ICC injustice

There are a number of problems with the ICC, but its most fundamental is its inability to differentiate between good and bad.

The entrance of the International Criminal Court (ICC) is seen in The Hague (photo credit: REUTERS)
The entrance of the International Criminal Court (ICC) is seen in The Hague
(photo credit: REUTERS)
The International Criminal Court could have been a transformative body.
Imagine autocrats such as Bashar Assad, who has used chemical weapons to kill hundreds – if not thousands – of Syrians, being hauled before a court of law and sentenced for war crimes. Imagine Iranian mullahs, Saudi theocrats, Taliban terrorists in Afghanistan and Pakistan charged with crimes against humanity for the persecution of homosexuals, Christians, political dissidents, and women. Imagine genocidal leaders like Sudanese President Omar al-Bashir not just indicted by the ICC for attempting to wipe out the Fur, Masalit, and Zaghawa tribes, but also thrown in the dock at The Hague and sentenced to an interminable prison sentence.
Such an ICC would not just inspire hope that no gross injustice – genocide, war crimes, crimes against humanity – goes unpunished. By providing an objective international forum for adjudicating injustices, a functioning ICC would also mitigate the horrible sectarian scars resulting from extra-judicial executions such as that of Muammar Qaddafi or of Uday and Qusay Hussein, the sons of Saddam.
More importantly, orderly court proceedings enable the prosecution to articulate the criminal charges and empower the victims, while the defendant is forced to confront his crimes publicly. The 1961 trial in Jerusalem of Adolf Eichmann, which included hundreds of testimonies by survivors that were broadcast on radio, led to a national catharsis in Israel.
Unfortunately, none of this has happened. There are a number of problems with the ICC, but its most fundamental is its inability to differentiate between good and bad.
There is no other way to understand ICC prosecutor Fatou Bensouda’s decision Friday to initiate a preliminary probe into purported “war crimes” perpetrated by the IDF during Operation Protective Edge. ICC prosecutors said they would examine crimes that might have occurred since June 13, which is right before Israel launched a military offensive against Hamas in Gaza Strip to stop rocket fire directed against Israel’s civilian population and destroy dozens of attack tunnels that could be used to smuggle armed terrorists into Israel to murder civilians. Interestingly, June 13 is one day after three Israeli teenagers were kidnapped and murdered by Palestinians affiliated with Hamas.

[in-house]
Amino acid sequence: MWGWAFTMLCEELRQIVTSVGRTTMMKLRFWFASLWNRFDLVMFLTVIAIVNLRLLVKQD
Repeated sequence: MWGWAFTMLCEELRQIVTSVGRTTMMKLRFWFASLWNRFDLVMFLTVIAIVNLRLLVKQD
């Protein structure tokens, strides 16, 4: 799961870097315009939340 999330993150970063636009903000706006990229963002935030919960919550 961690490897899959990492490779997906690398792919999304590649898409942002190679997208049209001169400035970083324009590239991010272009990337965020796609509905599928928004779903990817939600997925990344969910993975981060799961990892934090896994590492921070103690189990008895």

Bensouda had to overcome a number of obstacles, both technical and moral, to arrive at her decision to scrutinize Israel. First, she had to accept that “Palestine” has the status of a state. Only crimes that take place within the territory of states that accept the ICC’s jurisdiction can be tried, unless the case is referred to the ICC by the UN Security Council, which rarely happens.
Next, Bensouda had to reach the conclusion that Israel’s own justice system was inadequate or not dealing properly with allegations made by Palestinians in Gaza and the West Bank of purported war crimes. Under the principle of complementarity, the ICC is not supposed to act if a state has a legal system in place that is willing and able to investigate and, if necessary, to prosecute.
Finally, and most significantly, Bensouda had to ignore the fact that Hamas is a recognized terrorist organization whose official political charter contains The Protocols of the Elders of Zion and advocates the genocide of the Jews living in Israel and that Hamas, practicing what it preaches, purposely targets Israeli civilian populations with rockets, snipers, and armed terrorist cells that repeatedly attempt to infiltrate Israel.
The Gambian prosecutor Bensouda has a track record of singling out democracies for scrutiny. In December, she disclosed that she is “assessing available evidence” on “enhanced interrogation techniques” supposedly practiced by US forces in Afghanistan, an ICC member state.
No matter that these techniques were used by the Central Intelligence Agency, a government agency, and not in Afghanistan. Nor did Bensouda seem to care that the US has a fully functioning legal system competent enough to deal with claims of criminality.
It should be no surprise that the list of 122 countries that have submitted to ICC jurisdiction does not include the US or Israel. These two countries rightly want to protect their military personnel from politically driven legal prosecution facilitated by the ICC.
Tragically, a judicial body that could have been a force of good has not only proved ineffectual at fighting evil, it has been taken over by an anti-Western agenda that has led it to confuse good with evil.